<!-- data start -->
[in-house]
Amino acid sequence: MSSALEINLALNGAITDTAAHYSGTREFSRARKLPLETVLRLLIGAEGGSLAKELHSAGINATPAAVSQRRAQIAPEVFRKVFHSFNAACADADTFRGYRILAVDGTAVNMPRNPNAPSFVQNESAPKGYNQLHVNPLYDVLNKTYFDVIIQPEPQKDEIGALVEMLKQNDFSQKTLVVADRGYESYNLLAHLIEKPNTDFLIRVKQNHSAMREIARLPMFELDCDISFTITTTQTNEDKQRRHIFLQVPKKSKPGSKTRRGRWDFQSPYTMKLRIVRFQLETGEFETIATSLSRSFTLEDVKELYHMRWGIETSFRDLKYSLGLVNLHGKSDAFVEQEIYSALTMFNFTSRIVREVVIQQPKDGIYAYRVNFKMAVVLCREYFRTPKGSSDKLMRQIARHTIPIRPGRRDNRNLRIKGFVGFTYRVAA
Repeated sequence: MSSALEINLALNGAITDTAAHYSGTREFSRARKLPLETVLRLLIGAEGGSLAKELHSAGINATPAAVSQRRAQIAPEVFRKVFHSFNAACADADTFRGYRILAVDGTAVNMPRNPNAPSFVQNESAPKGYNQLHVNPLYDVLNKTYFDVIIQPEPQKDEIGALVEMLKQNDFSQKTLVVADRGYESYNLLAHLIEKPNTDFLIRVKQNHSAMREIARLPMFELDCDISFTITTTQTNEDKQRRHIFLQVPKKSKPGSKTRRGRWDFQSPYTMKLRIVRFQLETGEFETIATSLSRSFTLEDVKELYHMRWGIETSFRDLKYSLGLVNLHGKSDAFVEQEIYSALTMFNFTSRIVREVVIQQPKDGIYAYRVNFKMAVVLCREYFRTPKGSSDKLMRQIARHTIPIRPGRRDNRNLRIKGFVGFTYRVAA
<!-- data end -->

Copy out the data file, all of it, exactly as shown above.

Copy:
[in-house]
Amino acid sequence: MSSALEINLALNGAITDTAAHYSGTREFSRARKLPLETVLRLLIGAEGGSLAKELHSAGINATPAAVSQRRAQIAPEVFRKVFHSFNAACADADTFRGYRILAVDGTAVNMPRNPNAPSFVQNESAPKGYNQLHVNPLYDVLNKTYFDVIIQPEPQKDEIGALVEMLKQNDFSQKTLVVADRGYESYNLLAHLIEKPNTDFLIRVKQNHSAMREIARLPMFELDCDISFTITTTQTNEDKQRRHIFLQVPKKSKPGSKTRRGRWDFQSPYTMKLRIVRFQLETGEFETIATSLSRSFTLEDVKELYHMRWGIETSFRDLKYSLGLVNLHGKSDAFVEQEIYSALTMFNFTSRIVREVVIQQPKDGIYAYRVNFKMAVVLCREYFRTPKGSSDKLMRQIARHTIPIRPGRRDNRNLRIKGFVGFTYRVAA
Repeated sequence: MSSALEINLALNGAITDTAAHYSGTREFSRARKLPLETVLRLLIGAEGGSLAKELHSAGINATPAAVSQRRAQIAPEVFRKVFHSFNAACADADTFRGYRILAVDGTAVNMPRNPNAPSFVQNESAPKGYNQLHVNPLYDVLNKTYFDVIIQPEPQKDEIGALVEMLKQNDFSQKTLVVADRGYESYNLLAHLIEKPNTDFLIRVKQNHSAMREIARLPMFELDCDISFTITTTQTNEDKQRRHIFLQVPKKSKPGSKTRRGRWDFQSPYTMKLRIVRFQLETGEFETIATSLSRSFTLEDVKELYHMRWGIETSFRDLKYSLGLVNLHGKSDAFVEQEIYSALTMFNFTSRIVREVVIQQPKDGIYAYRVNFKMAVVLCREYFRTPKGSSDKLMRQIARHTIPIRPGRRDNRNLRIKGFVGFTYRVAA